“We need long-term solutions to improve access to GP led care for patients, including in rural and remote areas that have been hardest hit by workforce shortages. Right now, we need all levels of government to work together with the health sector to resolve the GP workforce issues. These state-based quick fixes are not the answer. Our report shows the most cost-effective method, with the best outcomes for patients, is GP-led primary care. We want to work together with pharmacists, psychologists, and other allied health as part of a collaborative team for every patient,” Professor Robson said.
To view the AMA’s media release AMA report confirms staggering undersupply of GPs in next two decades in full click here.
New guidelines to tackle chronic kidney disease
New guidelines to improve the diagnosis and management of chronic kidney disease in Aboriginal and Torres Strait Islander people have been launched in a bid to tackle one of the country’s biggest killers. Every day, on average, 63 people with kidney disease die in Australia. While the condition affects one in 10 non-Indigenous Australians, First Nations people are twice as likely to develop kidney disease and nearly four times more likely to die with it.
New guidelines are the results of four years of work from a federally funded project team coordinated by Kidney Health Australia and led by University of Sydney research program Caring for Australians and New Zealanders with Kidney Impairment. with the Recommendations for Culturally Safe Kidney Care for First Nations Australians having now been launched.
To read the National Indigenous Times article New guidelines developed to tackle one of the biggest killers of Indigenous people in full click here.
Medicine shortage – Ozempic and Trulicity
You may be aware, there is a severe shortage of two diabetic medicines called Ozempic (semaglutide) and Trulicity (dulaglutide) and the shortage has been very challenging for many Australians To assist consumers and health professionals, the Therapeutic Goods Administration (TGA) has published two web pages, providing practical information and advice about these shortages including a link to new clinical guidelines from the Royal Australian College of General Practitioners (RACGP), answers to questions we have received about Ozempic and Trulicity availability and alternative treatments.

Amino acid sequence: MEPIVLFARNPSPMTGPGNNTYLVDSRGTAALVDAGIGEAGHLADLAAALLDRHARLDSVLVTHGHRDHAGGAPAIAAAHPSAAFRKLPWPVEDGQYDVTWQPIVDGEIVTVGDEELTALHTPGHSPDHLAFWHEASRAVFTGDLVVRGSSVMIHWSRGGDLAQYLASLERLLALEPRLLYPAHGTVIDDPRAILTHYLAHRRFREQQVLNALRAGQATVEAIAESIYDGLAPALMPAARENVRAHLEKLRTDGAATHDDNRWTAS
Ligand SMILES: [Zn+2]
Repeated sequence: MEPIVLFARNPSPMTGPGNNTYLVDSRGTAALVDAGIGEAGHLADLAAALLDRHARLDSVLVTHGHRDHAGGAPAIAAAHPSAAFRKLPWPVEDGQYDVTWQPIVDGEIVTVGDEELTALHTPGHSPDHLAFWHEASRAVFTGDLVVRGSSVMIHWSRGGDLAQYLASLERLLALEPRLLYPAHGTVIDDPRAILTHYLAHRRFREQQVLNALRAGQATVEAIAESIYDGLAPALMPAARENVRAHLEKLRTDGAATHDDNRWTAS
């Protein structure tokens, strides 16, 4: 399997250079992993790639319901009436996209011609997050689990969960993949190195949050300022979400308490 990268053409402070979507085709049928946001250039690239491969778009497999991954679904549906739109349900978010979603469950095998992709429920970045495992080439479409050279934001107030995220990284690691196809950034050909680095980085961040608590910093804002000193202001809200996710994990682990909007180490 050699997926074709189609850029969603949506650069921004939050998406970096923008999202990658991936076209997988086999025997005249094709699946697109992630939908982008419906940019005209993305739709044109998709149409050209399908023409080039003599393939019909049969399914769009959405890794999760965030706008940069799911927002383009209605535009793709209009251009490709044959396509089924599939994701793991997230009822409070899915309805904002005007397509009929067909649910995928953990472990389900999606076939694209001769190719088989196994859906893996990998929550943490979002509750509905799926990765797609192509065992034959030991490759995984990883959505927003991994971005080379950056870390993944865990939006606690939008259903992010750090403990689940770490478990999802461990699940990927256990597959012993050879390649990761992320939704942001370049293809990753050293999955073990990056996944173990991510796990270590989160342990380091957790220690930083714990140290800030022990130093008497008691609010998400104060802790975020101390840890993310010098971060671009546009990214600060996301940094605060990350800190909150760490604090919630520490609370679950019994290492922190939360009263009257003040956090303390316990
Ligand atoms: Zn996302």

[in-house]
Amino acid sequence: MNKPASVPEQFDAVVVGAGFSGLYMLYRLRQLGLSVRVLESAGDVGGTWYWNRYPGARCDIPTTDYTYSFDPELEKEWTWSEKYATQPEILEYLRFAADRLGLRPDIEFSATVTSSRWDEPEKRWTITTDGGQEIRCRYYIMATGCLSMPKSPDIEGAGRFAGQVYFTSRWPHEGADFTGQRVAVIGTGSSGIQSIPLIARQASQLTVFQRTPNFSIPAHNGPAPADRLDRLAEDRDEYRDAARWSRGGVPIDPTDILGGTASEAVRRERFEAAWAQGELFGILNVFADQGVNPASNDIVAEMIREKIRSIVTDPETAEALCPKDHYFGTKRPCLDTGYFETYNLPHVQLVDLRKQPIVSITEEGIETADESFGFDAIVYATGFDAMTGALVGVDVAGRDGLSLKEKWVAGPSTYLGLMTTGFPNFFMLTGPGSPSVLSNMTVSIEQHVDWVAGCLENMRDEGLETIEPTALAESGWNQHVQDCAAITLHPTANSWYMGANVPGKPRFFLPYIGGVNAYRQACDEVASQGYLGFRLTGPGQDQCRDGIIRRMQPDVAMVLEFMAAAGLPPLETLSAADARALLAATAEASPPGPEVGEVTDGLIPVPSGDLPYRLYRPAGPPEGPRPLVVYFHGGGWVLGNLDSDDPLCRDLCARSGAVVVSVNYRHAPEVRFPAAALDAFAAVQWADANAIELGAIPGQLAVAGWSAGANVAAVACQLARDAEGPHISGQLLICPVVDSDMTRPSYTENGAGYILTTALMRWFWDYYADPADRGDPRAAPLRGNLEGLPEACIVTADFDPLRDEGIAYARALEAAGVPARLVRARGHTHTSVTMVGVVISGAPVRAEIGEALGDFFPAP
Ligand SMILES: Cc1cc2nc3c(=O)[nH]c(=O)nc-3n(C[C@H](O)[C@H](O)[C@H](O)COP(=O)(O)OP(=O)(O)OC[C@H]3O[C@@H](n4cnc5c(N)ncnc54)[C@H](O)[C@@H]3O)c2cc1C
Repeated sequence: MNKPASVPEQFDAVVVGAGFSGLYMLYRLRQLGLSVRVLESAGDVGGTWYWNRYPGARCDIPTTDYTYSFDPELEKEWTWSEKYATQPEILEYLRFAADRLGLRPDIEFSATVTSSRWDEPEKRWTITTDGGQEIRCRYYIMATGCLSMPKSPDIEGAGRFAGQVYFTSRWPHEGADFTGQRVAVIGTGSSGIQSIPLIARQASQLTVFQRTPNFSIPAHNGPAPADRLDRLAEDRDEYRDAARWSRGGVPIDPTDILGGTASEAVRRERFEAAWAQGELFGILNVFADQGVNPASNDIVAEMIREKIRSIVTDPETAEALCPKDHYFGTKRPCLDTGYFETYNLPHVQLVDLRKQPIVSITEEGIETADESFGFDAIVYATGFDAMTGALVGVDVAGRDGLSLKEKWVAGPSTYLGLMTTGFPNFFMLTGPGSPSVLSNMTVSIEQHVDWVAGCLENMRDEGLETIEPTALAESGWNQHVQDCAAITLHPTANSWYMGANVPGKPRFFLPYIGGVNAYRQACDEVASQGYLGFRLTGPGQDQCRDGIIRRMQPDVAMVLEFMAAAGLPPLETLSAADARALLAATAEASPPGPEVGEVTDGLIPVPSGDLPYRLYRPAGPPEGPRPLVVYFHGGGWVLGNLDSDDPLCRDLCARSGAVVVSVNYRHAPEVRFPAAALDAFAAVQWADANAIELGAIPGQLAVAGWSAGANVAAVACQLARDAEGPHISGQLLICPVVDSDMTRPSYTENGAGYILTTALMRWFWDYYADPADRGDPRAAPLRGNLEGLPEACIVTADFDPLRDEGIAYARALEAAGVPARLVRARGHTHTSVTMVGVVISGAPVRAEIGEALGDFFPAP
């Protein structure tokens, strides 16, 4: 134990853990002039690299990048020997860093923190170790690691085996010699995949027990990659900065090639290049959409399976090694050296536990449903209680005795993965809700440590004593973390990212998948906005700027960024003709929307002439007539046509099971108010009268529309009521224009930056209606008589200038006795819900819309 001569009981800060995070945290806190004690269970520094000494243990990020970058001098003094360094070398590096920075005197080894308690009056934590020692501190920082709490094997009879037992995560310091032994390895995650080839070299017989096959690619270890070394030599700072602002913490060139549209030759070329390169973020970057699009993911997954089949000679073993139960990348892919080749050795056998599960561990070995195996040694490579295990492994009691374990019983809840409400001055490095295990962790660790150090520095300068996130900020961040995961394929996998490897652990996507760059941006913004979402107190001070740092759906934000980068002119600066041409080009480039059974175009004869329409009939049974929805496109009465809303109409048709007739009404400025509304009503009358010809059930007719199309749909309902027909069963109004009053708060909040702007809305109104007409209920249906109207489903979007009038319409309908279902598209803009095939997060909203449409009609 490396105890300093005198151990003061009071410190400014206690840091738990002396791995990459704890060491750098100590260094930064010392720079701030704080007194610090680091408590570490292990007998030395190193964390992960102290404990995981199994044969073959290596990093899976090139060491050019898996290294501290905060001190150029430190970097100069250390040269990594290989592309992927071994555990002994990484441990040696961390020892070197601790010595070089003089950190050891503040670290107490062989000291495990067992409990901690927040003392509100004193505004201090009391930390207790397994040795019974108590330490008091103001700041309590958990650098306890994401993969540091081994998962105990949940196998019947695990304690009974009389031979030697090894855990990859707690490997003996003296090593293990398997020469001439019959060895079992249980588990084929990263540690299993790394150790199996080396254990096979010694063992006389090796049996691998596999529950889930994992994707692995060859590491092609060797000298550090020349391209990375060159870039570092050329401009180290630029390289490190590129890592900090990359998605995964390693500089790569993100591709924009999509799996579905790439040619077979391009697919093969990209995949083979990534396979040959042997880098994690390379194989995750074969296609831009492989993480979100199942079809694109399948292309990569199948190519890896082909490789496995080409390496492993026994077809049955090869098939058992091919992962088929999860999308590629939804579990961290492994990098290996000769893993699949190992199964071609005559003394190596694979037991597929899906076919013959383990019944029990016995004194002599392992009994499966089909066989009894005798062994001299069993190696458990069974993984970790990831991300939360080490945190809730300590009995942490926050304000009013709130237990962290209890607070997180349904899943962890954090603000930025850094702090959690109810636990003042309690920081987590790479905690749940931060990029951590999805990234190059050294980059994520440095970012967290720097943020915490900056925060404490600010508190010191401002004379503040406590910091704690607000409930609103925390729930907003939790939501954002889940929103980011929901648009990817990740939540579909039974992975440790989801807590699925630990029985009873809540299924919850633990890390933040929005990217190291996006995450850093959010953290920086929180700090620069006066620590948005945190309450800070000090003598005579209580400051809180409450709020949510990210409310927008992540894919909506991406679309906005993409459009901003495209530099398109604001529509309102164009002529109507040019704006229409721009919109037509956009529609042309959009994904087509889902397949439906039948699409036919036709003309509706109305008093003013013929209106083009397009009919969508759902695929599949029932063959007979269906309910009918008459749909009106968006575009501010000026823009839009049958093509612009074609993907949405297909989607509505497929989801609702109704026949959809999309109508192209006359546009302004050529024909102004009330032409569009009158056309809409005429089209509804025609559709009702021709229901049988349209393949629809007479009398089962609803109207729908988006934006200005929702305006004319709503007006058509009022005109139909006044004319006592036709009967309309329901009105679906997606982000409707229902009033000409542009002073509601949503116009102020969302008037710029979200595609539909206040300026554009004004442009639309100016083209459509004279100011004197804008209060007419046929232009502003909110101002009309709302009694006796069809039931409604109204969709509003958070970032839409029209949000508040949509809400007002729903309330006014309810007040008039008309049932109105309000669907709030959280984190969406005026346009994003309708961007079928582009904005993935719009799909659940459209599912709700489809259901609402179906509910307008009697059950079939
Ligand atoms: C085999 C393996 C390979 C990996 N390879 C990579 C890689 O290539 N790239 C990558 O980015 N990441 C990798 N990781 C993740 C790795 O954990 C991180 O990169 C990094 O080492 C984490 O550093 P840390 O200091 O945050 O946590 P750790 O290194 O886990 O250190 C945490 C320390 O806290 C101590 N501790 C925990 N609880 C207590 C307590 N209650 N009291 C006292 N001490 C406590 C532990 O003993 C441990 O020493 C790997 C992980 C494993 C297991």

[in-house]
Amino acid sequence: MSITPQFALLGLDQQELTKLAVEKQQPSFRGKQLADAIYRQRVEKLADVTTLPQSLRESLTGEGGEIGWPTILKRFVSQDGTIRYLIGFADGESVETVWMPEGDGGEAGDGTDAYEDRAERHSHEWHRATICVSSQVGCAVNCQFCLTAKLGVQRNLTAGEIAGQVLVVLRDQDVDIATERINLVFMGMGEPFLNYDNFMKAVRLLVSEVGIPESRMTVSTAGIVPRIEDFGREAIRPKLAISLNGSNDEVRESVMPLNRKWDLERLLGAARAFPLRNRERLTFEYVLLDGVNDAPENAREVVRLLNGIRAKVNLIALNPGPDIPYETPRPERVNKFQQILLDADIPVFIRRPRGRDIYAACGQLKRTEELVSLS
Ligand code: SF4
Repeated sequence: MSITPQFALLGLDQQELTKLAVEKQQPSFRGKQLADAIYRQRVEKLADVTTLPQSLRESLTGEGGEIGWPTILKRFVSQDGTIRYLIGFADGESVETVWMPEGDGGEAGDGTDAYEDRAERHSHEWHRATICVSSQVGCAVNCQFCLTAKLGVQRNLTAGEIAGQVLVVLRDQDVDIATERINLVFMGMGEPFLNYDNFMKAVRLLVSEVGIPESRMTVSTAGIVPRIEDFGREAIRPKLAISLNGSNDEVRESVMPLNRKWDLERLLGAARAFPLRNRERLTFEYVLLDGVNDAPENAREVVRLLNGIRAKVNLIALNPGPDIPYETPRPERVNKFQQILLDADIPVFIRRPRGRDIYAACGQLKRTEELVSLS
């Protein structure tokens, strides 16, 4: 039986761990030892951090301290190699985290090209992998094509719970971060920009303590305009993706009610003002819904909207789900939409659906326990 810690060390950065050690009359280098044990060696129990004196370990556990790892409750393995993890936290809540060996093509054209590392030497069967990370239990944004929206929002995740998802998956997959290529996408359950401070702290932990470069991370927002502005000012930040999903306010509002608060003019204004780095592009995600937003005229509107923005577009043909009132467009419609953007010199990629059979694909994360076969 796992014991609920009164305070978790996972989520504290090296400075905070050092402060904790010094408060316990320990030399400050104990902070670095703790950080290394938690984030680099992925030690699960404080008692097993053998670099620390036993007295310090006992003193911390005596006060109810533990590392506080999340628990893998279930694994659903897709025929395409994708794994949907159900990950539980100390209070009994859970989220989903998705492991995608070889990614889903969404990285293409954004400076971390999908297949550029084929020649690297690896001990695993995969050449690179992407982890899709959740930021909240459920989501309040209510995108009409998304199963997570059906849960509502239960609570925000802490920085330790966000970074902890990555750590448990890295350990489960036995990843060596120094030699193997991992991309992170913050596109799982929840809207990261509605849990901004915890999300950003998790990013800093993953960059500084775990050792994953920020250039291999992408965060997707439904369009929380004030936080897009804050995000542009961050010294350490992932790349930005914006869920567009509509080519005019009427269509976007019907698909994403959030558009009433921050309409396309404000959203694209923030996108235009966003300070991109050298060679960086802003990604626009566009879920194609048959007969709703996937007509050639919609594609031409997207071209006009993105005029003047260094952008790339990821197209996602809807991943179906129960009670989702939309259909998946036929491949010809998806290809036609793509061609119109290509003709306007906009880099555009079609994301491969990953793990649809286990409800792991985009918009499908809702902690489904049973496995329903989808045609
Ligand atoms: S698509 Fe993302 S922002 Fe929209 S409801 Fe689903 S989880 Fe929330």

Until the end of March 2023, there will be no further supplies of Ozempic available in Australia and access to Trulicity is expected to be very limited. It is recommended that patients who are prescribed Ozempic contact their doctor immediately to have their treatment reassessed. This is especially important as we approach the Christmas holiday period and access to medical services may be limited. This information needs to go out to patients to allow enough time to access alternative treatments.
The TGA will continue to work with Novo Nordisk and Eli Lilly, pharmaceutical wholesalers and medical professional organisations to reduce the impact of this global shortage on consumers, where possible.
If you have any questions, please contact the Australian Government Department of Health’s Medicine Shortages Section on 02 6289 4646 or by email using this link.
Sector Jobs – you can see sector job listings on the NACCHO website here.
Advertising Jobs – to advertise a job vacancy click here to go to the NACCHO website Current job listings webpage. Scroll down to the bottom of the page to find a Post A Job form. You can complete this form with your job vacancy details – it will then be approved for posting and go live on the NACCHO website.